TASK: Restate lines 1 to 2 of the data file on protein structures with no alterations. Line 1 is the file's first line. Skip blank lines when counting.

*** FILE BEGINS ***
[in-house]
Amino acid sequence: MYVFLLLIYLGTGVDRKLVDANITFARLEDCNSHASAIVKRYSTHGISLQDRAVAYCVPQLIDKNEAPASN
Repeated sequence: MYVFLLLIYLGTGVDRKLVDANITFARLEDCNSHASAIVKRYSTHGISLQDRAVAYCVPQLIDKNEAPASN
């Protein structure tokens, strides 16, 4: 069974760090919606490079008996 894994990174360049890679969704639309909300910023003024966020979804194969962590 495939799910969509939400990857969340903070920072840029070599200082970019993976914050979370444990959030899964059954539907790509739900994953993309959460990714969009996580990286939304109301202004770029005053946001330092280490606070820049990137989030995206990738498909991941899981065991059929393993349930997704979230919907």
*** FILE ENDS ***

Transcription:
[in-house]
Amino acid sequence: MYVFLLLIYLGTGVDRKLVDANITFARLEDCNSHASAIVKRYSTHGISLQDRAVAYCVPQLIDKNEAPASN